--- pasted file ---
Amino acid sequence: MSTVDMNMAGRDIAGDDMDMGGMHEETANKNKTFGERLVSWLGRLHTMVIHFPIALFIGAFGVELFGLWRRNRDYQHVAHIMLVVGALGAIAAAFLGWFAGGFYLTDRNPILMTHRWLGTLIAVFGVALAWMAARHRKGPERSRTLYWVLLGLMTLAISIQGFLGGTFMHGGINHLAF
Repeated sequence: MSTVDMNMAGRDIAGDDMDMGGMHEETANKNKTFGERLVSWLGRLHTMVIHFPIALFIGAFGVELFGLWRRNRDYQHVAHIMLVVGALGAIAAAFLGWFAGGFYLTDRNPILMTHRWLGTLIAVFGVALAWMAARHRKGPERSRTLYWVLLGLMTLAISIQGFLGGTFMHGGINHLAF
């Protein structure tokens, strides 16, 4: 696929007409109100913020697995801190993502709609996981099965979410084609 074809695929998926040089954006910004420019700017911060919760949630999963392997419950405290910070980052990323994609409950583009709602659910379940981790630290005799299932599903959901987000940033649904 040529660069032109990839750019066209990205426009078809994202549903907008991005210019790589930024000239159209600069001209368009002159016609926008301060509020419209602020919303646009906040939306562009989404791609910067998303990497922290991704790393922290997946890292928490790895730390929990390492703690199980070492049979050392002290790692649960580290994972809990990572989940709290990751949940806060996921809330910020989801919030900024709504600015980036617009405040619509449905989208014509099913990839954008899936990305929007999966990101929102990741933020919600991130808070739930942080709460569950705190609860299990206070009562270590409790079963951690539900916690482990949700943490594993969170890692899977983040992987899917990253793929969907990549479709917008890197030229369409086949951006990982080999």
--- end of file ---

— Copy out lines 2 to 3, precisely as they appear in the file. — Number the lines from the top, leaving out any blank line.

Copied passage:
Repeated sequence: MSTVDMNMAGRDIAGDDMDMGGMHEETANKNKTFGERLVSWLGRLHTMVIHFPIALFIGAFGVELFGLWRRNRDYQHVAHIMLVVGALGAIAAAFLGWFAGGFYLTDRNPILMTHRWLGTLIAVFGVALAWMAARHRKGPERSRTLYWVLLGLMTLAISIQGFLGGTFMHGGINHLAF
């Protein structure tokens, strides 16, 4: 696929007409109100913020697995801190993502709609996981099965979410084609 074809695929998926040089954006910004420019700017911060919760949630999963392997419950405290910070980052990323994609409950583009709602659910379940981790630290005799299932599903959901987000940033649904 040529660069032109990839750019066209990205426009078809994202549903907008991005210019790589930024000239159209600069001209368009002159016609926008301060509020419209602020919303646009906040939306562009989404791609910067998303990497922290991704790393922290997946890292928490790895730390929990390492703690199980070492049979050392002290790692649960580290994972809990990572989940709290990751949940806060996921809330910020989801919030900024709504600015980036617009405040619509449905989208014509099913990839954008899936990305929007999966990101929102990741933020919600991130808070739930942080709460569950705190609860299990206070009562270590409790079963951690539900916690482990949700943490594993969170890692899977983040992987899917990253793929969907990549479709917008890197030229369409086949951006990982080999």